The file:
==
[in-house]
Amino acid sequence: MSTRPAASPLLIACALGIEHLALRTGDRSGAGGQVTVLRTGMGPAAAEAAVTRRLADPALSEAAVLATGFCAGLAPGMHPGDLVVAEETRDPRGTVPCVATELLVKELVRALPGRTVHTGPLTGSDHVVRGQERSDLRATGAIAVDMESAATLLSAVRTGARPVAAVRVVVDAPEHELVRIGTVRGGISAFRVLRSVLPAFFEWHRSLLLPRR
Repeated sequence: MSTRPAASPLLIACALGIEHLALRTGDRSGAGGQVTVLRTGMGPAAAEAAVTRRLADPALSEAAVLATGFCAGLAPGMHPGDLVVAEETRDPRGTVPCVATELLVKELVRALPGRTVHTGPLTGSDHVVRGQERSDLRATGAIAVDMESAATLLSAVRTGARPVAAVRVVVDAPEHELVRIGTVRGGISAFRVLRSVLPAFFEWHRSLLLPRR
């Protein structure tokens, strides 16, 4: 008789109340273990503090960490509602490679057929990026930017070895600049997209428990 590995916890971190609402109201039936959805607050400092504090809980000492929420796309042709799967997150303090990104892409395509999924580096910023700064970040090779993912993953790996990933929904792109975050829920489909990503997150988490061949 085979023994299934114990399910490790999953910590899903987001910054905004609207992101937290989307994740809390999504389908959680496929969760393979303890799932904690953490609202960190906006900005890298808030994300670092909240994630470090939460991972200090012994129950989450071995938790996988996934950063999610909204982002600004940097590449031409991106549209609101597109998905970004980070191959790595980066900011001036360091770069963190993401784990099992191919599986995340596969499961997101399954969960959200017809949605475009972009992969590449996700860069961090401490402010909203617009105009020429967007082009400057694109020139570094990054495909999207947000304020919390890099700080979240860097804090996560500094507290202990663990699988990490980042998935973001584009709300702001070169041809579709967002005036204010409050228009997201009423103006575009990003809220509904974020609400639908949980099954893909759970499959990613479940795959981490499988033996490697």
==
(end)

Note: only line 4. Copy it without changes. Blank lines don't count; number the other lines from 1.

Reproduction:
């Protein structure tokens, strides 16, 4: 008789109340273990503090960490509602490679057929990026930017070895600049997209428990 590995916890971190609402109201039936959805607050400092504090809980000492929420796309042709799967997150303090990104892409395509999924580096910023700064970040090779993912993953790996990933929904792109975050829920489909990503997150988490061949 085979023994299934114990399910490790999953910590899903987001910054905004609207992101937290989307994740809390999504389908959680496929969760393979303890799932904690953490609202960190906006900005890298808030994300670092909240994630470090939460991972200090012994129950989450071995938790996988996934950063999610909204982002600004940097590449031409991106549209609101597109998905970004980070191959790595980066900011001036360091770069963190993401784990099992191919599986995340596969499961997101399954969960959200017809949605475009972009992969590449996700860069961090401490402010909203617009105009020429967007082009400057694109020139570094990054495909999207947000304020919390890099700080979240860097804090996560500094507290202990663990699988990490980042998935973001584009709300702001070169041809579709967002005036204010409050228009997201009423103006575009990003809220509904974020609400639908949980099954893909759970499959990613479940795959981490499988033996490697």